It’s a commonplace of advertisements. Cookery books proclaim that they will enable us to ‘release the inner chef’. Beauty products are supposed to allow that true inner essence to shine through.
In marketing, the absurdity is very apparent. A cookery book requires its readers to follow instructions meticulously. If they decided to cook based on their inner genius, why would they need to buy the book at all? The artificial, external nature of cosmetics and beauty products is, of course, apparent to anyone who thinks for more than a couple of seconds.
If it’s so obviously nonsense, why do the advertisers persist in using the language of inner essence, and why are people willing to listen to it?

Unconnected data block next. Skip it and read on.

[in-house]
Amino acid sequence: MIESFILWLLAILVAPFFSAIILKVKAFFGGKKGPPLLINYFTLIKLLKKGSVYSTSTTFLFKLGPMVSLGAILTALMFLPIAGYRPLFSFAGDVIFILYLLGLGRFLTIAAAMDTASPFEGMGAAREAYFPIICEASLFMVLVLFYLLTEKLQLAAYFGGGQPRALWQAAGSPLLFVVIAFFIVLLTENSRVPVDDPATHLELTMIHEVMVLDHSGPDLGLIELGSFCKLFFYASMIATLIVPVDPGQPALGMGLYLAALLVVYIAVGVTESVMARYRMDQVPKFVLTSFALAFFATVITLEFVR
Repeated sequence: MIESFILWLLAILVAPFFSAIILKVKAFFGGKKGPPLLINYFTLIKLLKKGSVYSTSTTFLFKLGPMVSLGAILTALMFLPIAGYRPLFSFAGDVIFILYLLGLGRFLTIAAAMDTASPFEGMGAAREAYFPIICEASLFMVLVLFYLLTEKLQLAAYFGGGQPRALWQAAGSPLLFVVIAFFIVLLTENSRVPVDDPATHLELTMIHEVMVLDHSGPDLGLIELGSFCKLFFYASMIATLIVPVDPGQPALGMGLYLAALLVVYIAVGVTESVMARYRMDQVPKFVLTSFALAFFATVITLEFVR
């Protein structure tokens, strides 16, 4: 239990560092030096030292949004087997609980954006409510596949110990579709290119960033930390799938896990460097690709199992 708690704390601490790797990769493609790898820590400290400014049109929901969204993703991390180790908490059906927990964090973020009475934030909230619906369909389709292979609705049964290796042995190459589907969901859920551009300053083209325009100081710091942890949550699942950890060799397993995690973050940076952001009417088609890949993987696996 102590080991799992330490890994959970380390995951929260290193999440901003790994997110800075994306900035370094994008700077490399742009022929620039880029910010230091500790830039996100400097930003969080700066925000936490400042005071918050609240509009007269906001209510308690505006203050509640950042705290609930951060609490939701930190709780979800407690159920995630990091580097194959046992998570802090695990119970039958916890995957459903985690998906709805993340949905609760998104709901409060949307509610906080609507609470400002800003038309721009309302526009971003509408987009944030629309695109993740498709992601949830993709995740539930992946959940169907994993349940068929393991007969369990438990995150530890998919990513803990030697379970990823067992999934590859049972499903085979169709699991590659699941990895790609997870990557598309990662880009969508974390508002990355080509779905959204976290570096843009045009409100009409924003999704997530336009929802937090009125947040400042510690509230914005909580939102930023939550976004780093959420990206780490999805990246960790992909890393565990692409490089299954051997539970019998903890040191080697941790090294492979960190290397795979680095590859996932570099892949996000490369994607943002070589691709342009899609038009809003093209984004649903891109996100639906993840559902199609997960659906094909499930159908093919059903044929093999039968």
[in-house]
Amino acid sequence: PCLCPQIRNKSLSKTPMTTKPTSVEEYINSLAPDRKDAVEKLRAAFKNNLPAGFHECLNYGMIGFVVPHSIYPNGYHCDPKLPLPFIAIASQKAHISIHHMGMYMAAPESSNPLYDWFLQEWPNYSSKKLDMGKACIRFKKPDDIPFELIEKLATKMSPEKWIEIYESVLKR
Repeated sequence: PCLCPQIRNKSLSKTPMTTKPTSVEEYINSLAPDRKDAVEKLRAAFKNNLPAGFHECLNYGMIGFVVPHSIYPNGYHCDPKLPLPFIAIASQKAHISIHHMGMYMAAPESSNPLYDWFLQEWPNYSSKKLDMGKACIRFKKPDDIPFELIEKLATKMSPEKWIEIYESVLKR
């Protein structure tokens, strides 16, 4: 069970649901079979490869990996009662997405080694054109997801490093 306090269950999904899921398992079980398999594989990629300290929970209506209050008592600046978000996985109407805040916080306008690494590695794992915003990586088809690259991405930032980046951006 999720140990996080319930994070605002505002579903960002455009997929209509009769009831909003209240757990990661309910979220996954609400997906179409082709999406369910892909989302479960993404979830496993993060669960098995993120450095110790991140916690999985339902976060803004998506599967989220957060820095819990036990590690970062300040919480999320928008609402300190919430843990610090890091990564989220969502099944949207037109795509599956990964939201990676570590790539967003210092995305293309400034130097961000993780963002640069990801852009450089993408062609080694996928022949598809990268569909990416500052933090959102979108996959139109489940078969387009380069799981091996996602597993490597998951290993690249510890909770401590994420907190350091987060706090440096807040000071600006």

Perhaps it’s something to do with the education people have received. All through their formative years, professionals who supposedly knew what they were talking about served up a ‘product’ which was supposed to release their inner poet, or historian, or scientist, with very little effort on their part. They just had to let the edutainment wash over them, and without arduous repeated practice or the slog of learning key facts, they would somehow release the inner academic.
Of course, it didn’t make them into poets, or historians, or scientists. But it did make them rather good consumers, always looking for the magic trick in a box which was going to save them from putting in any effort.